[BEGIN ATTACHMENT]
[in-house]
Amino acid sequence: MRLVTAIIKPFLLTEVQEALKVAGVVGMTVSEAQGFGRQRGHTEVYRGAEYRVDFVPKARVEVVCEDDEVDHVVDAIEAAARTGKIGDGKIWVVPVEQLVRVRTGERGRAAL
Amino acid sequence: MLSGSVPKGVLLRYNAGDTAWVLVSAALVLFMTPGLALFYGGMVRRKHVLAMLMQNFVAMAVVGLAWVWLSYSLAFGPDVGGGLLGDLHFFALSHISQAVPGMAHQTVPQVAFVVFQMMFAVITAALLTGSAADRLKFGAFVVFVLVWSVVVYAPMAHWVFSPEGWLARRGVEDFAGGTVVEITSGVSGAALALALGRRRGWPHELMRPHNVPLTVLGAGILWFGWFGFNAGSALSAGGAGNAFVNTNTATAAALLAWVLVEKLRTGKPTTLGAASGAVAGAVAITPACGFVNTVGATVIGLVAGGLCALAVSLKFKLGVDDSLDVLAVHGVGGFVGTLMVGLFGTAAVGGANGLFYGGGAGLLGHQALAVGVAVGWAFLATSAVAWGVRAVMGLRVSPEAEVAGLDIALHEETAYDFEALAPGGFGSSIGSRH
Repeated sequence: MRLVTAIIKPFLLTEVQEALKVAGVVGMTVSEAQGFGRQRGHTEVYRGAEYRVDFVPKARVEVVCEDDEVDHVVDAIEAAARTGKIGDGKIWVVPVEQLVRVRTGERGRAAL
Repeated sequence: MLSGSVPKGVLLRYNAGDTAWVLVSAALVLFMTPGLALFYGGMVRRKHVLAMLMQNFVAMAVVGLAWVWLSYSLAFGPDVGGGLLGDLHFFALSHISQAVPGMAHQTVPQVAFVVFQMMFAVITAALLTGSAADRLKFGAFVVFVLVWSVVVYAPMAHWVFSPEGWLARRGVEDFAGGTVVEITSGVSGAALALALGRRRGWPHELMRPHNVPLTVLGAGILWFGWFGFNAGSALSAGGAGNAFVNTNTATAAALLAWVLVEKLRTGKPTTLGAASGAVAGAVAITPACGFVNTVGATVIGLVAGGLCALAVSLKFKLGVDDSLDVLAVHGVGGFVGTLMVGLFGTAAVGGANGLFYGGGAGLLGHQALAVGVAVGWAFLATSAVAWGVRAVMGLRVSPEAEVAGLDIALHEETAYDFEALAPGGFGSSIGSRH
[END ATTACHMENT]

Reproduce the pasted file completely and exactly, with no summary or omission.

[in-house]
Amino acid sequence: MRLVTAIIKPFLLTEVQEALKVAGVVGMTVSEAQGFGRQRGHTEVYRGAEYRVDFVPKARVEVVCEDDEVDHVVDAIEAAARTGKIGDGKIWVVPVEQLVRVRTGERGRAAL
Amino acid sequence: MLSGSVPKGVLLRYNAGDTAWVLVSAALVLFMTPGLALFYGGMVRRKHVLAMLMQNFVAMAVVGLAWVWLSYSLAFGPDVGGGLLGDLHFFALSHISQAVPGMAHQTVPQVAFVVFQMMFAVITAALLTGSAADRLKFGAFVVFVLVWSVVVYAPMAHWVFSPEGWLARRGVEDFAGGTVVEITSGVSGAALALALGRRRGWPHELMRPHNVPLTVLGAGILWFGWFGFNAGSALSAGGAGNAFVNTNTATAAALLAWVLVEKLRTGKPTTLGAASGAVAGAVAITPACGFVNTVGATVIGLVAGGLCALAVSLKFKLGVDDSLDVLAVHGVGGFVGTLMVGLFGTAAVGGANGLFYGGGAGLLGHQALAVGVAVGWAFLATSAVAWGVRAVMGLRVSPEAEVAGLDIALHEETAYDFEALAPGGFGSSIGSRH
Repeated sequence: MRLVTAIIKPFLLTEVQEALKVAGVVGMTVSEAQGFGRQRGHTEVYRGAEYRVDFVPKARVEVVCEDDEVDHVVDAIEAAARTGKIGDGKIWVVPVEQLVRVRTGERGRAAL
Repeated sequence: MLSGSVPKGVLLRYNAGDTAWVLVSAALVLFMTPGLALFYGGMVRRKHVLAMLMQNFVAMAVVGLAWVWLSYSLAFGPDVGGGLLGDLHFFALSHISQAVPGMAHQTVPQVAFVVFQMMFAVITAALLTGSAADRLKFGAFVVFVLVWSVVVYAPMAHWVFSPEGWLARRGVEDFAGGTVVEITSGVSGAALALALGRRRGWPHELMRPHNVPLTVLGAGILWFGWFGFNAGSALSAGGAGNAFVNTNTATAAALLAWVLVEKLRTGKPTTLGAASGAVAGAVAITPACGFVNTVGATVIGLVAGGLCALAVSLKFKLGVDDSLDVLAVHGVGGFVGTLMVGLFGTAAVGGANGLFYGGGAGLLGHQALAVGVAVGWAFLATSAVAWGVRAVMGLRVSPEAEVAGLDIALHEETAYDFEALAPGGFGSSIGSRH